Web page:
Don Det certainly has more options for dining and even has small grocery stores. Most restaurants serve similar menus with a selection of Thai, Lao, and Western cuisine. The restaurant Loy Loung right across from where the boats come in on Don Khone has some of the best food I’ve eaten in Laos, the sweetest staff, and a cozy atmosphere. I can particularly recommend the fresh spring rolls and the Massaman curry which is possibly the best Massaman curry I’ve had anywhere. Come early because the place fills up fast and during the high season there’s often a wait.

 

 

What to Do in Si Phan Don

 

The Four Thousand Islands are best known as the hammock capitol of Laos. Where stoners come to wax poetic with other travelers inside of wooden bars on the river. However I found it to be a stunning place for natural exploration.

 

Cycle the Islands

Rent a bicycle and you will be amazed at how easy it is to become immersed in gorgeous terrain and traditional Lao life. Both Don Det and Don Khone mostly consist of vast rice fields with small trails to ride on. Don Khone has rapids, waterfalls, suspension bridges, and even old ruins you can discover. Find a sense of adventure, wear sunscreen, pack lots of water, be prepared to get lost and discover a magical world in the process.

 

Dolphin Watching

Boats on the South end of Don Khone offer rides out to spot the rare Irrawaddy dolphins… but I can’t really recommend them. It’s inexpensive, less than $10 for the entire boat for an hour, but they don’t get close to the dolphins so you can’t see much. Kayaking tours get much better views and are offered from tour companies on both islands.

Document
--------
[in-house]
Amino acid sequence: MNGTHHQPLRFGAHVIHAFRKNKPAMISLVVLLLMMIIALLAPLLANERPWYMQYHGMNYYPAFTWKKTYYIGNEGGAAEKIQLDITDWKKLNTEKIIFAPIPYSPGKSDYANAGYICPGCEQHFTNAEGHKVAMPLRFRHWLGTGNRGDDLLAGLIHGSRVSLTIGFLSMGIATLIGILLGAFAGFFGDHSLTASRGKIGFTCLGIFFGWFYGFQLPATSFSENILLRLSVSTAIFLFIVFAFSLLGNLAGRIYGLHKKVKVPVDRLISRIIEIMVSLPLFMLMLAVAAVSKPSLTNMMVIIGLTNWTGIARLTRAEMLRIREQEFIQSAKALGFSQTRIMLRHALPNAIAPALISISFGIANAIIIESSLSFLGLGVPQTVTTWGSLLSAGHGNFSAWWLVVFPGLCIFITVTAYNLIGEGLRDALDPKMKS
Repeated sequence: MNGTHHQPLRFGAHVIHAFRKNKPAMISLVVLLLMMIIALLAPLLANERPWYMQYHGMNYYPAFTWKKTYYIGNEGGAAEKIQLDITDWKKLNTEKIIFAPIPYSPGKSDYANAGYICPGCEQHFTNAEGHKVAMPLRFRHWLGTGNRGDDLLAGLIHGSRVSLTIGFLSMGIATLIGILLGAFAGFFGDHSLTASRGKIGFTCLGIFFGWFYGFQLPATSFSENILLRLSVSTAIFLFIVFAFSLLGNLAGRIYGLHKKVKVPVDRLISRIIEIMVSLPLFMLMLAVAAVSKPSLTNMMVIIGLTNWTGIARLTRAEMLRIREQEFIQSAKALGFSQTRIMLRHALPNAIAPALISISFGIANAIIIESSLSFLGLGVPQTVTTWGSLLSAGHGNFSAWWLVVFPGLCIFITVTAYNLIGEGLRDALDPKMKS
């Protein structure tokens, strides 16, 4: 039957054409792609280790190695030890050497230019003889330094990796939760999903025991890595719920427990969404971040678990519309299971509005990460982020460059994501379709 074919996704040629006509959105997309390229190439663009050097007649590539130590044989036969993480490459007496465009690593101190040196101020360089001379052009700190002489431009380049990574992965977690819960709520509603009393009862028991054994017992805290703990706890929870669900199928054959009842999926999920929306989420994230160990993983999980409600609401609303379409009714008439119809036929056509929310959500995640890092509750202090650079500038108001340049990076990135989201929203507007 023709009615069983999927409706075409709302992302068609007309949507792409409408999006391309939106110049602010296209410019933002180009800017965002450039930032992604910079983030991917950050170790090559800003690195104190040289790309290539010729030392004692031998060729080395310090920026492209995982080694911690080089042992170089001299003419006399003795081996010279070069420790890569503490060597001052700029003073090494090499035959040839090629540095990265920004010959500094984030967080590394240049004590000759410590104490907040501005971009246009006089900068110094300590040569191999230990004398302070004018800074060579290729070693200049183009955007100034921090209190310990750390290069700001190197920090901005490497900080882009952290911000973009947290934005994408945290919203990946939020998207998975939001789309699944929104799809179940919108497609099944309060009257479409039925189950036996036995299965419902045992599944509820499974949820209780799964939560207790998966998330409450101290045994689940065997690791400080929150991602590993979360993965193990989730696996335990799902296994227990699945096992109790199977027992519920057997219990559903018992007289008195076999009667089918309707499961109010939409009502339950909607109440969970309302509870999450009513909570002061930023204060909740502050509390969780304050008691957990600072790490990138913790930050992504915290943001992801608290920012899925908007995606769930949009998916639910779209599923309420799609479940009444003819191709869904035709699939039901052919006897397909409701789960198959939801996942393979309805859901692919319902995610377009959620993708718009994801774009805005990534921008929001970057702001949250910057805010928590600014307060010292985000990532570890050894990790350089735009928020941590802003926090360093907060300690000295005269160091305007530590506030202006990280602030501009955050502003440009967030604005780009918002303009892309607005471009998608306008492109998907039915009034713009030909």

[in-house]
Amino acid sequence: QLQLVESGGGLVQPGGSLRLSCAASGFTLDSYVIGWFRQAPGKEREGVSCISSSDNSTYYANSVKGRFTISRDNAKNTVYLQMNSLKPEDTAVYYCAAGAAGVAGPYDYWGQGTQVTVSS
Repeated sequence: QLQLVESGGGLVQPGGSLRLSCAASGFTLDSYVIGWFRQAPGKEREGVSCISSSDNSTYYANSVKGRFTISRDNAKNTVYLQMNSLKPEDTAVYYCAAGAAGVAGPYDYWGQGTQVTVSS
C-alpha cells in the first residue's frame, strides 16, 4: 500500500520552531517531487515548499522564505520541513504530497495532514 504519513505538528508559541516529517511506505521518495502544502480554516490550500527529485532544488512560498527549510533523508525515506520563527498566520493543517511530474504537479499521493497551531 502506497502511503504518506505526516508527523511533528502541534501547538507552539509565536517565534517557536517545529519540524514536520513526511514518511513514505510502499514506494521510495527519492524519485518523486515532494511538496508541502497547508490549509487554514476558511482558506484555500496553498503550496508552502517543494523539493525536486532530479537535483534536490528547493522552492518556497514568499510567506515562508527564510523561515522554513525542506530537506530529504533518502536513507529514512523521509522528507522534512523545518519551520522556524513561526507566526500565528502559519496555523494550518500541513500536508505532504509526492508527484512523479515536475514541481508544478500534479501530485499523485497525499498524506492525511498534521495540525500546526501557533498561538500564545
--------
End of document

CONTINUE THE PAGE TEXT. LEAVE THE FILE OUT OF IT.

Swim at the Liphi Falls

The rushing waterfall on Don Khone is huge and reminiscent of Niagra Falls. It’s impressive to walk the stretch across from it, taking in the view, but the real joy is swimming in the river below. The onsite bar and restaurant has inviting huts with hammocks and floor cushions, a solid menu of Thai and Lao food (order the fresh spring rolls), and great reggae music. Be careful swimming as sometimes the current is strong, but the water feels incredible on tired traveling muscles.

 

 

 


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Comments

  1. I’ve always wanted to go there. That pink sunset is amazing- I love the cotton candy ones.

  2. Awesome post about a beautiful place..If you visit India, go to Kerala and you will see similar places..Peaceful, calm, non-polluted and beautiful..

  3. Thank you for this blog,
    Every time you share beautiful picture…
    But why are they always blured?

  4. Those pictures remind me of the some of the boat rides I’ve taken in Southeast Asia. I had totally forgotten about the houses perched on stilts but they seem very typical of the region. The image of the sunset is lovely.

  5. Hey Camille, Im not even sure where this is on the map. But how hard would it be to bring your own bicycle on trips here?

    • Camille Willemain Says: May 24, 2014 at 8:14 pm

      Hm not sure because the boat that I took was quite small so you’d have to arrange with one of the cargo boats. However it’s quite close to the mainland in Southern Laos. That said, it’s really cheap and easy to rent a bicycle here, less than $2 for 24 hours, so I’d recommend just doing that unless you’re doing an entire bicycle journey through Laos and Cambodia, which I’m sure would be amazing!

  6. What beautiful serene surroundings!

  7. This is one of the first places I ever visited in SE Asia. I have such fond innocent memories looking back in hindsight. I love how you captured the islands with your tilt shift photography :)

    • Camille Willemain Says: June 1, 2014 at 8:27 am

      Thank you so much :) I wonder how it’s changed since you were there last. I hear Don Det has basically become the next Vang Vieng. Fortunately it was low season and I stayed on Don Khone so I didn’t see much of that.

  8. Great article, and amazing pictures! I am a travel enthusiast and author whose first book #fiveweeksintheamazon just came out. I am going to don det tomorrow! Thanks for sharing such great advice!
    Sean